Despite the existence of many different diets that promise fast and radical results, in the end, weight loss comes down to the basic equation of calories in/calories out. Burn more than you consume and you will lose weight. It’s really that simple. Studies show that it doesn’t matter what type of diet a person follows as long as it meets this requirement. That said, there are foods that make it harder to ensure the right balance of calories in/calories out for weight loss. The following items are better avoided when you’re trying to drop a few pounds simply because they pose an extra challenge to the process that you don’t need.
1. Carb-only snacks
Carbs are necessary to produce the energy you need to power through your day. But when you eat crackers, dry cereal, bread, or rice cakes by themselves, your body converts the carbs to simple sugars that get sent directly into your blood stream at levels higher than needed. This is what you understand as a “sugar rush.” In response, your body produces extra insulin to help absorb the excess sugar. The problem is that this process will tip you back into a low blood sugar state. Hunger pangs will seem to come out of nowhere and clamor for more carbs to compensate, fueling a vicious cycle that always leaves you feeling hungry and unsatisfied.
Instead: Choose snacks with a nice combination of carbs, healthy fats, and protein. This mix of nutrients delivers steady, long-lasting energy rather than a quick burst. You’ll stay full longer and save yourself a lot of snack calories. Thinking about how to balance your snacks also helps to incorporate them into an overall healthy diet, rather than feeling guilty about splurging. Great snack choices include whole wheat toast with nut butter, whole grain crackers with cheese, and avocado with baked pita chips.
2. Frozen meals
Frozen meals are usually prepared with fresh ingredients, but they need to last a long time in your freezer. As a result, these meals are often packed with sodium. It’s a natural preservative, but it will cause your body to retain water and look bloated. This can be a discouraging state of affairs for someone who wants to lose weight – even if you do drop pounds, you won’t necessarily look like you have. Frozen meals also tend to be pretty small yet calorie-dense. In this case, our eyes often trick us into believing that we haven’t had enough food, even though the calorie count was significant.
Instead: Freeze your own leftovers. Simply double the recipe whenever you cook a favorite meal for dinner, and place the extra in a freezer-safe container for up to six months (depending on the food). You can also wash and chop veggies or cube meat to freeze in meal-sized portions so that you save time on prep work when you’re ready to cook. Just watch the salt and you’re golden.
3. High-fiber snack bars
This one’s tricky, because you do need fiber in order to facilitate digestion and keep you feeling full for longer. The thing is, fiber should be spread out throughout the day. High-fiber bars may deliver 24-hours’ worth in one go – up to 25 grams of it. A heavy blast of fiber all at once is likely to cause stomach upset and/or constipation. If you are trying to increase your fiber intake, it’s best to do so very gradually.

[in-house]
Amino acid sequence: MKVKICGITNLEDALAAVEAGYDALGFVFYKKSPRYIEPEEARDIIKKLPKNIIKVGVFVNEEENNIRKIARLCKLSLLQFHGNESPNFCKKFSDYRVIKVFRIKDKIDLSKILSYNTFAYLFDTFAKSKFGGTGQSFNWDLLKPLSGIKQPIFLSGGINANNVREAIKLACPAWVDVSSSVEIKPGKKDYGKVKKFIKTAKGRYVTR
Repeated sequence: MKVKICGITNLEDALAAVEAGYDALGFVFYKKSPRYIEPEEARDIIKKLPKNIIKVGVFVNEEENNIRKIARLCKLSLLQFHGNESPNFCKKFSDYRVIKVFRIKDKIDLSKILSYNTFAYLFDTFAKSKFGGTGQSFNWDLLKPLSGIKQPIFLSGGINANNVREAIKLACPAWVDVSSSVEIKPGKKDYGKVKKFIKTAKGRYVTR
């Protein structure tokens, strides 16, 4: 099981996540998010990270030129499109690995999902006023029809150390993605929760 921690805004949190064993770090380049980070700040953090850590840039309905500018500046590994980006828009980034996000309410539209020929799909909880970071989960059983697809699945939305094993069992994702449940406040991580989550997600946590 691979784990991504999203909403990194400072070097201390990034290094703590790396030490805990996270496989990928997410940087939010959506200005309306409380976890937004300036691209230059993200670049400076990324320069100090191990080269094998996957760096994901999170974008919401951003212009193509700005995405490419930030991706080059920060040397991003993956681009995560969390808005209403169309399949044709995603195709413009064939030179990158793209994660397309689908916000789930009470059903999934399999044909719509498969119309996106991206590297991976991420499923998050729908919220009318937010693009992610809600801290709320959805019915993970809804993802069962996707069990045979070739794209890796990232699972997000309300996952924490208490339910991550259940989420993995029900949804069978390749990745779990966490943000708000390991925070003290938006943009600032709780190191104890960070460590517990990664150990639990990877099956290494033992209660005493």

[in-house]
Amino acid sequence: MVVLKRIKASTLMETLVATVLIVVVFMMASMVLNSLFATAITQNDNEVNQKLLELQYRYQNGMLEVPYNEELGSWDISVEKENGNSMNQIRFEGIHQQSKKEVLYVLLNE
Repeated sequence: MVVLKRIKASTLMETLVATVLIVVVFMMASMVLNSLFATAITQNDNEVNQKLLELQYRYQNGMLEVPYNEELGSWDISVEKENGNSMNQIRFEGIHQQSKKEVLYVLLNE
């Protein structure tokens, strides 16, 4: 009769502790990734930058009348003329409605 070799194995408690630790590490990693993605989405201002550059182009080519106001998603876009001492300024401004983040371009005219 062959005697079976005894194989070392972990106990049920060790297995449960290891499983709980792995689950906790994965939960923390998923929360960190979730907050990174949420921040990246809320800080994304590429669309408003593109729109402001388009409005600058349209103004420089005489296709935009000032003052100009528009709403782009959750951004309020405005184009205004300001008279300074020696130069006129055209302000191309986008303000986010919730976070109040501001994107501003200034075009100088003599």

Instead: Focus on eating produce, any kind, at most meals and snacks. Fruits and veggies are naturally high in fiber, so you won’t have to go to special measures to get enough. Other great choices for fiber include whole grain bread, bran cereal, oatmeal, nuts, and brown rice.
4. “Low fat” foods
Another mistake that can derail weight loss efforts is relying on foods that are labeled “low fat.” These products are troublesome for a couple of reasons. First, research suggests that people tend to eat up to 30% more when they know a food is low fat. Second, removing fat from food requires some sort of compensation to keep the meal edible. Unfortunately, what is usually added is salt and sugar. Considering that doctors now think that sugar is a much bigger driver of obesity than fat, this is sort of like cutting off your nose to spite your face.
Instead: You don’t need to deny yourself fat entirely, even when you’re trying to lose weight. Instead, focus on getting most of your daily intake in the form of healthy fats. Delicious options for this include avocado, olive oil (infused with herbs or garlic for added flavor), hummus, and nuts. Choose leaner meats like white chicken, turkey, and fish, but don’t worry about having a steak every now and again as long as you can reduce fat somewhere else to make up for it.
Probably the single biggest indulgence you could forgo to get ahead in your weight loss journey is soda. Just one regular cola has more than the recommended daily amount of added sugar. That makes it very difficult to cut back elsewhere to compensate. Consuming liquid calories also doesn’t cause you to feel as full as when you eat something, so it is very easy to overeat later. Diet sodas are better than regular in terms of sugar, but still put you at risk of overeating later.
Instead: Switching to diet soda is helpful if you really can’t shake the habit, but sparkling water with a dash of fruit juice is even better still. Other drinks like protein smoothies, almond milk, or plain old ice water can actually support your weight loss journey rather than just not derail it.
Truth be told, a lot of people put too much effort into restrictive diets with crazy rules. As long as you live thoughtfully – reducing sugar wherever possible, making sure your meals include a balance of nutrients, and getting in 20 minutes of cardio each day – you’ll be on the right track to shed pounds. Indeed, diets often fail because they don’t resemble a normal diet at all. The kind of diet that will actually help you lose weight is one you can feel comfortable maintaining for the rest of your life.